Capitalism will see to it that things that increase productivity spread rapidly. AI (whatever the useful part of it turns out to be) will fall into this category. As with all new technologies, unions can be vigilant to make sure that its rollout is not a careless, abusive, race to the bottom. But that is only a secondary battle. The most important thing that organized labor must do is to ensure that the gains produced by AI — economic gains, efficiency gains, productivity gains — are shared with the workers, rather than scooped up by management and investors.
Imagine, for argument’s sake, that AI enables a company to do the same amount of work with half of the workers in half of the time. The wonders of science! Now imagine two different paths for this transition: in one, the company fires half the workers, cuts labor costs in half, doubles productivity per hour, and all of the profits created by that change accrue to the company’s investors and to the executives who happily laid everyone off.
In another scenario, each worker whose job is replaced by AI is retrained for another internal role, allowing the company to expand (or given a hefty severance package and training for another career), the remaining workers are able to work fewer hours per week for the same pay thanks to the efficiency gains, and the increases in profits are shared out among the work force, either through profit sharing or employee ownership of the company.
In the first example, AI has exacerbated inequality and made workers’ lives more precarious. In the second example, it has done the opposite. It is still early enough in the life of this technology that both paths are open to us.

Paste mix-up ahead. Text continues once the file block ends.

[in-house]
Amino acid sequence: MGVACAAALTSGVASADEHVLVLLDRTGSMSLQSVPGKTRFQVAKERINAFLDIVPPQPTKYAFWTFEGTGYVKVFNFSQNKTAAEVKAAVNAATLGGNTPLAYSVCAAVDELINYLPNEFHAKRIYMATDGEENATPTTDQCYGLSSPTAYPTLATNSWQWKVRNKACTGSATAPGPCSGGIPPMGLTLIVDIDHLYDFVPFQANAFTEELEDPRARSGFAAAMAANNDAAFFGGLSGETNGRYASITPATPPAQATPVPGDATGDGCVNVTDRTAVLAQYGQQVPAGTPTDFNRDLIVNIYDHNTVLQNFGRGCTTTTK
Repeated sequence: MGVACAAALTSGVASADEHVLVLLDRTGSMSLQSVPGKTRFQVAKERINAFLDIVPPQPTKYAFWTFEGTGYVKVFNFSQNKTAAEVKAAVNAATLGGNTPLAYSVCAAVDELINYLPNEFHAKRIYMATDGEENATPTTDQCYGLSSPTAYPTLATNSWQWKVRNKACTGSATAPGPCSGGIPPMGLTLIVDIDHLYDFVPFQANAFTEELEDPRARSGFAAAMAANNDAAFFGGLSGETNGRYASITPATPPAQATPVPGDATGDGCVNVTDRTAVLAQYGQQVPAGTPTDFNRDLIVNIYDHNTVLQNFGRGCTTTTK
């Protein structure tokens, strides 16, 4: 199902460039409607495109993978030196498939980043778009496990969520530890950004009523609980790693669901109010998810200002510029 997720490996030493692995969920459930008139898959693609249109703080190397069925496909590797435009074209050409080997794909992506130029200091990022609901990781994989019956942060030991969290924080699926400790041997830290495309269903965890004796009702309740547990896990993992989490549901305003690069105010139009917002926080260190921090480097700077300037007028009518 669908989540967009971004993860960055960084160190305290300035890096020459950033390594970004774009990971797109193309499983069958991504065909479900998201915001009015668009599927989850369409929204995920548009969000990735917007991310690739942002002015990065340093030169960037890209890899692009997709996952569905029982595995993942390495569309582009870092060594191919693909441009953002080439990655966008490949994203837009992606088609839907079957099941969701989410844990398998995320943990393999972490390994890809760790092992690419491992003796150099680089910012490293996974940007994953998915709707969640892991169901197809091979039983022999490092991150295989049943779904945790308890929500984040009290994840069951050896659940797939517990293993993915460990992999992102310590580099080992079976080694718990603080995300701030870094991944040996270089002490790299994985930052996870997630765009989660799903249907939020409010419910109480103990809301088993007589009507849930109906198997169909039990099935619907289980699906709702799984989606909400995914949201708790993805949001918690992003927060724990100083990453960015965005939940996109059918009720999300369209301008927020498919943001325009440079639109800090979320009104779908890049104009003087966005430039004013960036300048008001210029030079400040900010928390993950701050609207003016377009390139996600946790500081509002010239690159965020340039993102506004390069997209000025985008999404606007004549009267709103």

This is the real battle at hand. When Hollywood screenwriters strike to prevent AI-written scripts, or Las Vegas hospitality workers warn of the downsides of robot baristas, they are not ignorant primitives who fail to grasp the net productivity gains this new technology will produce. On the contrary, they grasp perfectly that if they do not exercise their own power, all of those beautiful gains will go to the top, and they will be left with nothing.
Beware of anyone who gets rich using AI who characterizes workers as backward anti-technologists. It is queasily reminiscent of the brilliant economists who explained that globalized free trade would produce globalized gains, without considering the fact that all of those gains would go to 1 percent of the people. This is not a debate over technology, but one of political economics: Will advances in automation save us all from drudge work and make our lives easier? Or will it just obliterate jobs and make the lives of millions of people harder?
To the extent that AI turns out to be real, it should be viewed as a public good, not a private one. (America has an awful track record on this, but it’s never a bad time to change that.) Unions will not succeed in keeping AI out of their industries, but they can certainly succeed in forcing companies to spread the benefits of AI to all.
Whether it’s making gravel or semiconductors, every business takes in a certain amount of labor and spits out a certain amount of profit, which it then divides between workers, managers, and investors. If factory lines, free trade pacts, or artificial intelligence produce more profit for less work, fine — but workers have more right to those profits than any other stakeholders. The horse-and-buggy drivers won’t be so cranky if they know that they will have jobs driving the fancy new trucks. Technology works for people, not the other way around.Original post